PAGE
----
Walking along the shore at night
I came upon a turtle brooding in the sand.
The waves came in slowly. The moon bright.
We were alone
so I sat next to her
and told her about my life. I felt warm.
no matter what you give them
still want the moon . . .
How patient she was sitting beside me in the sand
while I recited great poems by the sea!
And when I saw the moon I fell silent,
then stood and followed it into the sea
deeper than I had ever been.
"Readers predisposed to Emily Dickinson, Robert Bly and, from Indiana, Barbara Koons and Stephen Roberts, will feel at home with Minnick. Like Bly, he knows when to breathe. Like Koons and Roberts, 'He is stopped by something invisible, a scent perhaps, which reminds him of the small town of his youth, or something he wanted to say years ago.' For readers, like me, and perhaps you, if the locus is both on the page and in the natural world, this book of poems is a garden where, as Minnick writes, 'It matters if you sing.'"—Elizabeth Krajeck, Indiana Living Green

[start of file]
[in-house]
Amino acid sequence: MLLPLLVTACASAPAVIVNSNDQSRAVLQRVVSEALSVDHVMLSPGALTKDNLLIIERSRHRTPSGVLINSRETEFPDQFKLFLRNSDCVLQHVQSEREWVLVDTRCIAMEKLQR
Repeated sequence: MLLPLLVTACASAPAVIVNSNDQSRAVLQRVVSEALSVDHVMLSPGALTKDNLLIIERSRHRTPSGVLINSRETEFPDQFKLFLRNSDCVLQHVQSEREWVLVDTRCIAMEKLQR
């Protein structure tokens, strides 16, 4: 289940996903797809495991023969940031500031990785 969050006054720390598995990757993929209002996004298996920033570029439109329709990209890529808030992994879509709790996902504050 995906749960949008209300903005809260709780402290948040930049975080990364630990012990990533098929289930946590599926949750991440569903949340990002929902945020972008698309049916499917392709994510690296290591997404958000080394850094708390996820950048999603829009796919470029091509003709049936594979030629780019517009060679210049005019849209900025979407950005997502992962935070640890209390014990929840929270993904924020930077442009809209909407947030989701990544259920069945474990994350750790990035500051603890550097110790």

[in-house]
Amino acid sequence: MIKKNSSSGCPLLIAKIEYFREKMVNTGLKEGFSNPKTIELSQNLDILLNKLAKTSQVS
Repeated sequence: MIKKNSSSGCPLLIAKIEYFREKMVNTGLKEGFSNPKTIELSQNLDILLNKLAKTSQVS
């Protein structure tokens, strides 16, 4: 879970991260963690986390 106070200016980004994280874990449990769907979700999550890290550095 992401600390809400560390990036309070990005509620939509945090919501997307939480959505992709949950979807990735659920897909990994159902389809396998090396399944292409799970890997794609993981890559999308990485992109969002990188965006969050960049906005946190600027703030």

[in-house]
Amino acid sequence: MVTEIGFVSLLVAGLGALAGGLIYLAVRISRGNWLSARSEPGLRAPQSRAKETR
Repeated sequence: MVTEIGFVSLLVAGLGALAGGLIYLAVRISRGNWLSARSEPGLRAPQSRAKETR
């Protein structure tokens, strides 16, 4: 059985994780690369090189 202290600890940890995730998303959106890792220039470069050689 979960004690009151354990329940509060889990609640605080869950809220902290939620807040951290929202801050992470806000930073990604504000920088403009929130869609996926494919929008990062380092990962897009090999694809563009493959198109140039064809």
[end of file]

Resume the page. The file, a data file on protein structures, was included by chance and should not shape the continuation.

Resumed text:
"[A] book of poems as clear and still as a mountain pond. Minnick’s diction is limpid, his rhythms off-beat just enough to keep one paying attention … If words were notes, and Minnick playing a keyboard, I’d say he has a light, but authoritative touch, a gift for finding the still point and then leaping to revelation."—David Hoppe, NUVO
"There is a rare quiet and seriousness here. He is teaching his daughter that God is in everything. He is always looking out, and some dark thing hovers just at the edge of the page. To Taste the Water is a lovely first book."—Robert Bly
"To Taste the Water is a joyous book of poetry, written in time with the hushed moment and from the vision of a calm eye. Minnick’s poems are about love and beauty, yes, but they are also about something stranger, that force which resonates inside the suspended image. These poems ring the small bell of grace if only to realize how mysterious and everywhere it is—and that sounds like another bell."—Maurice Manning
"'Seek not, a voice says,' and as if in wry answer to that dictum to the self, Norman Minnick gives us these deeply interior poems that nevertheless closely and richly attend to leaf and child, love and work, spoon and weather, how to see and how to listen. Somewhere in this book is 'the cloud's lament,' the 'ripe agony of trees.' But savor the quiet too, as you turn each page."—Marianne Boruch
"Norman Minnick’s poems take as their task the plumbing of 'unfathomable depths'—not through theoretical pyrotechnics but through deep attention to the image, the moment, the life lived. This first book radiates calm intelligence and uncommon wisdom. "—Campbell McGrath
"Powerful stuff, worth lingering over."—Lou Harry, Indianapolis Business Journal